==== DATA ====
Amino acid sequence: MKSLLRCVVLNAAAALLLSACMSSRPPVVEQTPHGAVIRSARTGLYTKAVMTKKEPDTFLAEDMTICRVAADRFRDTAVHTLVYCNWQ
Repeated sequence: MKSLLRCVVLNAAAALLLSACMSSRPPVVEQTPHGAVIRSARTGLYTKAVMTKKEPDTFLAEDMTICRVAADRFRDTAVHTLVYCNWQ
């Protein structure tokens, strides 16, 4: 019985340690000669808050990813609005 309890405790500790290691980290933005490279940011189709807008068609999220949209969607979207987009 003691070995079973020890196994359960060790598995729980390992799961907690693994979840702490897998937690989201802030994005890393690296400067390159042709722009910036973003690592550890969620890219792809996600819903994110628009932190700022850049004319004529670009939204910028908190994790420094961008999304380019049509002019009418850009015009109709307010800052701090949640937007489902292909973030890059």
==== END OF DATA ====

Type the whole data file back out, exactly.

Amino acid sequence: MKSLLRCVVLNAAAALLLSACMSSRPPVVEQTPHGAVIRSARTGLYTKAVMTKKEPDTFLAEDMTICRVAADRFRDTAVHTLVYCNWQ
Repeated sequence: MKSLLRCVVLNAAAALLLSACMSSRPPVVEQTPHGAVIRSARTGLYTKAVMTKKEPDTFLAEDMTICRVAADRFRDTAVHTLVYCNWQ
């Protein structure tokens, strides 16, 4: 019985340690000669808050990813609005 309890405790500790290691980290933005490279940011189709807008068609999220949209969607979207987009 003691070995079973020890196994359960060790598995729980390992799961907690693994979840702490897998937690989201802030994005890393690296400067390159042709722009910036973003690592550890969620890219792809996600819903994110628009932190700022850049004319004529670009939204910028908190994790420094961008999304380019049509002019009418850009015009109709307010800052701090949640937007489902292909973030890059």